Legislative Update – January 17

Governor Tony Evers met this week with the joint Republican caucus. Among topics addressed, Republicans say Medicaid expansion is a non-starter, while Evers is holding steady. Evers said he doesn’t plan to make changes to the jobs agency, WEDC, in this budget but will keep a close eye on things.

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Pre-Existing Conditions Bill Passes Committee. AB 1 now moves to a floor vote. There’s no companion bill in the Senate, and Governor Evers said he won’t accept anything less than the protections that are currently in place. Evers and GOP legislative leaders say they will meet to discuss the bill.

Marsy’s Law may be headed for April Ballot. A bill that spells out rights for crime victims is expected to be up for floor votes Tuesday. A constitutional amendment, it cleared the Legislature last session, and needs to get second approval by Tuesday to make the April ballot.

Assembly Dems announce priorities. The Assembly Democrats have announced some of their initial priorities for the first part of the 2019-20 legislative session, including redistricting, campaign finance, restricting the ability to change powers of any branch of state government during lame duck sessions; open meetings; and open records.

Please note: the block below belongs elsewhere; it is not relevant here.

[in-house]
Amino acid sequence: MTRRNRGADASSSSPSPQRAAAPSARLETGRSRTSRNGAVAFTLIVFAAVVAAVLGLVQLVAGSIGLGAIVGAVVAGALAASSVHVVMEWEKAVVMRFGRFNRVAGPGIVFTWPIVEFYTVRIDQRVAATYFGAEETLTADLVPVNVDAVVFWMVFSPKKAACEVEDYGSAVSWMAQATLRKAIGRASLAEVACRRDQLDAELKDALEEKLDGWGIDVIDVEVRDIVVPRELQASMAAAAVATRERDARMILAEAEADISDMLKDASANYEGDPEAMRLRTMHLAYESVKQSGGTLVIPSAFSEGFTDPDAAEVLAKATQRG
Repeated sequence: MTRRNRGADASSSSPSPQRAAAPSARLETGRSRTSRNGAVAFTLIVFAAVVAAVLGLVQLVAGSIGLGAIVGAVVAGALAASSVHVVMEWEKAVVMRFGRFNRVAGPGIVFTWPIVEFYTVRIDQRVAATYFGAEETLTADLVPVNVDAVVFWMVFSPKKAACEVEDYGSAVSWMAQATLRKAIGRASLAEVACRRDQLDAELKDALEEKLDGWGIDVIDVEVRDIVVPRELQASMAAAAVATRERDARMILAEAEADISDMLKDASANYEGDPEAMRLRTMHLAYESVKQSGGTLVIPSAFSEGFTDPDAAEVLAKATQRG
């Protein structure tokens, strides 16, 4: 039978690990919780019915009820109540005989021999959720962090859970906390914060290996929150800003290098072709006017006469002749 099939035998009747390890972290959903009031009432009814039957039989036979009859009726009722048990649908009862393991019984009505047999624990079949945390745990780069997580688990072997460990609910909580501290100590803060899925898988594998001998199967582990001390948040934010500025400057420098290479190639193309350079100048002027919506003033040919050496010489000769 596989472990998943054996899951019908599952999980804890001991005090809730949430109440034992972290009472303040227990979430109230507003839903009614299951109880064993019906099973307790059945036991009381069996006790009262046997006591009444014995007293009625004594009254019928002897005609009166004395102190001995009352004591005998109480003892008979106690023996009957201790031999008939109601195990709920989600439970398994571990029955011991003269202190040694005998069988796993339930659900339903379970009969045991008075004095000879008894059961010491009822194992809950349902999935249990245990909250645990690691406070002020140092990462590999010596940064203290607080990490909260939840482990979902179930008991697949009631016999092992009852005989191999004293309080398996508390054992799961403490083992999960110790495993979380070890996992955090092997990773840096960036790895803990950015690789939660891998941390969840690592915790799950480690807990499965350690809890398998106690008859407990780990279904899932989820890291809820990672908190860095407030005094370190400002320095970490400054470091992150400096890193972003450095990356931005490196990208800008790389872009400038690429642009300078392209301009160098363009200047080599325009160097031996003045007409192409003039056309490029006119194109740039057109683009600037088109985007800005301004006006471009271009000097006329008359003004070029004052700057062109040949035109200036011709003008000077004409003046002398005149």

Republican Legislators on the Road. Legislative Republicans held six news conferences this week to announce what they dubbed “a major new initiative to help middle class families.” The events were in Green Bay, Sussex, Wausau, La Crosse, Eau Claire and Madison.

Legislative Litigation Will Cost Taxpayers. Media reports this week that Assembly Republicans will pay a Chicago law firm up to $850,000 to protect their gerrymandered election maps, and GOP Assembly Speaker Robin Vos says they will likely intervene in some other cases. What does that mean to taxpayers? More private attorneys at taxpayer expense.

Bills Circulating. Among the bills circulating for co-sponsorship are:

  • Requiring supermajority vote to overturn local government actions. LRB 99/1, from Sen. Tim Carpenter, would prevent the legislature from passing any bill that overturns any local government policy, ordinance, resolution, or regulation unless the bill is approved by two-thirds of those members present and voting.  The bill applies to policies, ordinances, resolutions, and regulations of school districts, counties, cities, villages, and towns.
  • Human Trafficking. A bill that would fight human trafficking through trucker education is circulating for co-sponsorship by Rep. Jeremy Thiesfeldt. This legislation would establish industry-specific materials on the recognition and prevention of human trafficking for use in the instruction in driver education courses that provide instruction in the operation of commercial motor vehicles. This will affect new drivers only and has had success in Texas.